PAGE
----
If you find the text too small to read on this website, press the CTRL button and,
without taking your finger off, press the + button, which will enlarge the text.
Keep doing it until you have a comfortable reading size.
(Use the - button to reduce the size)

Today's quote:

Tuesday, May 19, 2020

The virus of government intervention


First we had the federal JobKeeper initiative which gave everyone who lost some or all their income due to the lockdown, a fortnightly JobKeeper income of $1,500, regardless of how much or how little they had earned before.

This has led to a whole cohort of people, who previously worked for just a few hours and perhaps earned no more than a hundred dollars a week, to get a government paycheque of $750 a week.

In rushing out this "assistance", the government did not means-test it. But shouldn't they at least have dialled it back to a dollar-for-dollar-replacement up to a maximum of $750 a week? If someone lost $100, give them $100; if someone lost $1,000, give them the $750 maximum!

Not to be outdone, the State government of New South Wales rushed out their tenant initiative: not only a moratorium on evictions - fair enough! - but also an "entitlement" for a tenant to seek rent relief if their income was reduced by more than 25% during the corona crisis, with the one subtle difference that this rent relief is to be given by the tenant's landlord! Again, no dialling back to real hardship cases but across-the-board rent relief, even for tenants who have their salaries temporarily cut from (say) $191,300 a year to (say) $140,000 a year.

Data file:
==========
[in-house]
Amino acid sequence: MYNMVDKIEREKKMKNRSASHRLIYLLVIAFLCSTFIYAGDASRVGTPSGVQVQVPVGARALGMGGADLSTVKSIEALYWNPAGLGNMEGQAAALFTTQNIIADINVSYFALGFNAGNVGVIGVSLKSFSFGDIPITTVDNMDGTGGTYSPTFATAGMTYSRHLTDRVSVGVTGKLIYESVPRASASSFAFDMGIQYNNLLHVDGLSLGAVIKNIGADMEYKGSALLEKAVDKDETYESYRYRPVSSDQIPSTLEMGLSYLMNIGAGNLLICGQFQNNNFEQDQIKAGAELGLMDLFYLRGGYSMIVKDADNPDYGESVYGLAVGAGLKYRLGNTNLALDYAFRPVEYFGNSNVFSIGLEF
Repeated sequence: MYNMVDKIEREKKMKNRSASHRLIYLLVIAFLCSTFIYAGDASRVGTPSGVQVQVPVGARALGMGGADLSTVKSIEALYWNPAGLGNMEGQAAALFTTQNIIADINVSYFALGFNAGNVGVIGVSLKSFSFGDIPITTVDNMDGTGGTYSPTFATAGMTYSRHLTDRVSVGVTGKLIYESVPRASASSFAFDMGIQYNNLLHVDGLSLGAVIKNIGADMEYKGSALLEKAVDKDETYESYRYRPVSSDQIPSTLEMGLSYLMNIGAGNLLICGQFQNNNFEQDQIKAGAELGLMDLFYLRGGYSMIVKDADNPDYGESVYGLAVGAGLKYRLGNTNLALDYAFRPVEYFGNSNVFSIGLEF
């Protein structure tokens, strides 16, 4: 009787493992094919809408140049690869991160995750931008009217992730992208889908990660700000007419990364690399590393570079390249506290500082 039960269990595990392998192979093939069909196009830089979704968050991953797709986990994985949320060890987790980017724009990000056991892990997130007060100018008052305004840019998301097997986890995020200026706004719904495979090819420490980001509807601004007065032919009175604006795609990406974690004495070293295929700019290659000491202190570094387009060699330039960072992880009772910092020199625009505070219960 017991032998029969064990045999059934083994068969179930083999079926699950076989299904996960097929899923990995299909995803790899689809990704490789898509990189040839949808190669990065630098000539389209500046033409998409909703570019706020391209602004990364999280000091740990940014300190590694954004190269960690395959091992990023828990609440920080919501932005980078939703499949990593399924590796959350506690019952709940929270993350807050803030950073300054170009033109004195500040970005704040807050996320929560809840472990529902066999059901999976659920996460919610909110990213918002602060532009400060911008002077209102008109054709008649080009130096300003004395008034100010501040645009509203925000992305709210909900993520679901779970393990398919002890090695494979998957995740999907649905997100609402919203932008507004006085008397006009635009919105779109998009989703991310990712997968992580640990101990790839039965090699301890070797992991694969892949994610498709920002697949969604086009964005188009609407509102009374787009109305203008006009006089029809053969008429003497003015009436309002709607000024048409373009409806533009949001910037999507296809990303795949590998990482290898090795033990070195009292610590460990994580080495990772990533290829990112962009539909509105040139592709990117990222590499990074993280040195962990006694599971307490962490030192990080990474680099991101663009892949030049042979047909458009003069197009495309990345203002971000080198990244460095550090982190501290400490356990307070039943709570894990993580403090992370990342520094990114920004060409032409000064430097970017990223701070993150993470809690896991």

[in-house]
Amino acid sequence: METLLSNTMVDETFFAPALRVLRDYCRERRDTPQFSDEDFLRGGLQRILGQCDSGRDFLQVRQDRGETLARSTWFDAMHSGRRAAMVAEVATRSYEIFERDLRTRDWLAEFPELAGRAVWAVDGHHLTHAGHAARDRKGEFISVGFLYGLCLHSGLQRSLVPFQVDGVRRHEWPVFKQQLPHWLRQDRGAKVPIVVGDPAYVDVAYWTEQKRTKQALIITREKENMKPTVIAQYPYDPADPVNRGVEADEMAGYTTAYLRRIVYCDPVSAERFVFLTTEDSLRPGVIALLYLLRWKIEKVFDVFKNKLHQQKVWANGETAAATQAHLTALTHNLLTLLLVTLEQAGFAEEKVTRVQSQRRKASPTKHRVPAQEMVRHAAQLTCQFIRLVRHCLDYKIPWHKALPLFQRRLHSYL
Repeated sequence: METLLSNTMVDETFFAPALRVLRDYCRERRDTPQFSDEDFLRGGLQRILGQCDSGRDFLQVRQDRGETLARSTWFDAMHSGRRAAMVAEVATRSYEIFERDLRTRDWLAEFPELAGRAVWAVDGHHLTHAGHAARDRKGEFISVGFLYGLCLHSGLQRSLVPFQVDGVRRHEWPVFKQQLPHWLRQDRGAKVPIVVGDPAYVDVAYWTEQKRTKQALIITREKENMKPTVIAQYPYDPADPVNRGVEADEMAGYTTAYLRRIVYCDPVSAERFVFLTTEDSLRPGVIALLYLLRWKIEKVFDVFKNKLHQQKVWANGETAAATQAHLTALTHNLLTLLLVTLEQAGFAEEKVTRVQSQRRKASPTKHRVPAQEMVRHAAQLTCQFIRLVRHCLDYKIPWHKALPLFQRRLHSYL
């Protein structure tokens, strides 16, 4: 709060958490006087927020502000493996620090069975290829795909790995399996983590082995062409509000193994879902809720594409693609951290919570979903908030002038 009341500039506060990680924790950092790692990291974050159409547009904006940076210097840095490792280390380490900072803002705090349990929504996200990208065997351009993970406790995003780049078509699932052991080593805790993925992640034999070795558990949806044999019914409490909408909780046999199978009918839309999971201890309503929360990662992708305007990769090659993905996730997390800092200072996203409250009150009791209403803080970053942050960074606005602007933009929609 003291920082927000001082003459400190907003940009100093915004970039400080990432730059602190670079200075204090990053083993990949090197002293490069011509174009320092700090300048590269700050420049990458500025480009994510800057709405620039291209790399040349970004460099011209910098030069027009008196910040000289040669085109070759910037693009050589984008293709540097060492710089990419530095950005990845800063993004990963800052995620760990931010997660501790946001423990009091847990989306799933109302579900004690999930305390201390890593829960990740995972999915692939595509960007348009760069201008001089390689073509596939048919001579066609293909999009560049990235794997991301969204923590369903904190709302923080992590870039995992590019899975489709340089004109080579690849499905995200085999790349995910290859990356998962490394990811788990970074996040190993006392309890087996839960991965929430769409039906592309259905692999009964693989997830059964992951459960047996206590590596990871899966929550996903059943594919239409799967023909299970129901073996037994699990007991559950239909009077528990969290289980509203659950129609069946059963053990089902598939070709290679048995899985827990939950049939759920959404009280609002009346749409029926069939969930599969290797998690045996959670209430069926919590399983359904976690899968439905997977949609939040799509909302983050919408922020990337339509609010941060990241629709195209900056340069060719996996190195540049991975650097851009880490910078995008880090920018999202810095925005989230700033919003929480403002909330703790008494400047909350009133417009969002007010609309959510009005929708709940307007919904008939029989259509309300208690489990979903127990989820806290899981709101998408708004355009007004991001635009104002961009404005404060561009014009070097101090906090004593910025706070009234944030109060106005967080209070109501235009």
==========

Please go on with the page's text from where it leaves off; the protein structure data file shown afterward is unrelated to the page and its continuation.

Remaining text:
Why do I quote those rather specific figures? Because this is the situation my tenants find themselves in. They are paying $1,900 a month in rent and seek a rent relief of $400, down to $1,500 a month, because their income has been reduced to a "mere" $140,000 a year.

Since when is paying $1,900 out of $11,666 a month a hardship? That's just 16% of their income! By how many percent should the rent drop before they no longer "suffer hardship"? (This recent newspaper article says, "We're using 30 per cent of your income as a bit of a baseline. Anything over that is called rental stress.")

Again, a well-intentioned government initiative which would not be open to abuse, IF the government had put a rider on it so that only those who end up paying more than (say) 30% of their coronavirus-reduced income in rent would be allowed to seek rent relief.

Googlemap Riverbend